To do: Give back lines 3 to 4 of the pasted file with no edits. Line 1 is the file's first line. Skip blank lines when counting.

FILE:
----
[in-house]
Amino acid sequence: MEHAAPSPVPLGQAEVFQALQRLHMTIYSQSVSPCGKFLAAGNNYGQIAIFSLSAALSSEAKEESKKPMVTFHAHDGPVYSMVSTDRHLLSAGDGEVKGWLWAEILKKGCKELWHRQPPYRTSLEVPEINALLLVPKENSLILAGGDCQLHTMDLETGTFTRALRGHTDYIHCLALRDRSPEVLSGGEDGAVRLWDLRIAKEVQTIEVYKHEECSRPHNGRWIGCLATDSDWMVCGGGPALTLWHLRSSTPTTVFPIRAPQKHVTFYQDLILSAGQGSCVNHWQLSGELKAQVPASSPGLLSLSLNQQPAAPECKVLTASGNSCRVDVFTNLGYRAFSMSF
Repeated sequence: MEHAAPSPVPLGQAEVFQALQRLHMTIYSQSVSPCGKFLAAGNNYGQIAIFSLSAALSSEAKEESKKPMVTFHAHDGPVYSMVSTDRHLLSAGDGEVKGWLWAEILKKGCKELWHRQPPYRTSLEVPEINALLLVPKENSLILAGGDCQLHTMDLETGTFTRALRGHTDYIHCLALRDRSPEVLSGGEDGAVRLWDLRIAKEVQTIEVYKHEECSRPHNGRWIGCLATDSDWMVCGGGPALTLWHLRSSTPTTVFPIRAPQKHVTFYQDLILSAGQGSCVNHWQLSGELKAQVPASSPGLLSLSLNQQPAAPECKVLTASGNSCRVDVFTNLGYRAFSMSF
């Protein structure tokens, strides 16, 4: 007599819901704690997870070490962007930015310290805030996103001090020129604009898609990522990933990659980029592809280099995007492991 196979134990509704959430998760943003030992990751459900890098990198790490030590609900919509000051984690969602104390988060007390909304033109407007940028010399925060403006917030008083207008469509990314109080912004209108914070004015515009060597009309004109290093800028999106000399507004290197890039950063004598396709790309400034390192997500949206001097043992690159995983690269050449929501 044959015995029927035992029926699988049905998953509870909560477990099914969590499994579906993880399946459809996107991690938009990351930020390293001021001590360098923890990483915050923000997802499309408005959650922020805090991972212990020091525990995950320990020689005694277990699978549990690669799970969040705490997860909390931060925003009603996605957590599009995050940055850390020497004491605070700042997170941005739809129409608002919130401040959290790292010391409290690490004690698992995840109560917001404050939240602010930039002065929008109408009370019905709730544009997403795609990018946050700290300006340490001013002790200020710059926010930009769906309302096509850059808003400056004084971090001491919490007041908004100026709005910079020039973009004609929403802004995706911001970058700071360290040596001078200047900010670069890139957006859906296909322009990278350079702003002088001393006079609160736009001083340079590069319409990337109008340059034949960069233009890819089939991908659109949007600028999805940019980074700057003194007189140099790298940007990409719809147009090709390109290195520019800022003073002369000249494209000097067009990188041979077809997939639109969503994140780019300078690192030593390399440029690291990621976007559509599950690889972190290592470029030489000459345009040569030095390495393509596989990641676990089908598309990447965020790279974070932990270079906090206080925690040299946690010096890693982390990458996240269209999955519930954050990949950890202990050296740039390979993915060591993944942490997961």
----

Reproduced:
Repeated sequence: MEHAAPSPVPLGQAEVFQALQRLHMTIYSQSVSPCGKFLAAGNNYGQIAIFSLSAALSSEAKEESKKPMVTFHAHDGPVYSMVSTDRHLLSAGDGEVKGWLWAEILKKGCKELWHRQPPYRTSLEVPEINALLLVPKENSLILAGGDCQLHTMDLETGTFTRALRGHTDYIHCLALRDRSPEVLSGGEDGAVRLWDLRIAKEVQTIEVYKHEECSRPHNGRWIGCLATDSDWMVCGGGPALTLWHLRSSTPTTVFPIRAPQKHVTFYQDLILSAGQGSCVNHWQLSGELKAQVPASSPGLLSLSLNQQPAAPECKVLTASGNSCRVDVFTNLGYRAFSMSF
């Protein structure tokens, strides 16, 4: 007599819901704690997870070490962007930015310290805030996103001090020129604009898609990522990933990659980029592809280099995007492991 196979134990509704959430998760943003030992990751459900890098990198790490030590609900919509000051984690969602104390988060007390909304033109407007940028010399925060403006917030008083207008469509990314109080912004209108914070004015515009060597009309004109290093800028999106000399507004290197890039950063004598396709790309400034390192997500949206001097043992690159995983690269050449929501 044959015995029927035992029926699988049905998953509870909560477990099914969590499994579906993880399946459809996107991690938009990351930020390293001021001590360098923890990483915050923000997802499309408005959650922020805090991972212990020091525990995950320990020689005694277990699978549990690669799970969040705490997860909390931060925003009603996605957590599009995050940055850390020497004491605070700042997170941005739809129409608002919130401040959290790292010391409290690490004690698992995840109560917001404050939240602010930039002065929008109408009370019905709730544009997403795609990018946050700290300006340490001013002790200020710059926010930009769906309302096509850059808003400056004084971090001491919490007041908004100026709005910079020039973009004609929403802004995706911001970058700071360290040596001078200047900010670069890139957006859906296909322009990278350079702003002088001393006079609160736009001083340079590069319409990337109008340059034949960069233009890819089939991908659109949007600028999805940019980074700057003194007189140099790298940007990409719809147009090709390109290195520019800022003073002369000249494209000097067009990188041979077809997939639109969503994140780019300078690192030593390399440029690291990621976007559509599950690889972190290592470029030489000459345009040569030095390495393509596989990641676990089908598309990447965020790279974070932990270079906090206080925690040299946690010096890693982390990458996240269209999955519930954050990949950890202990050296740039390979993915060591993944942490997961």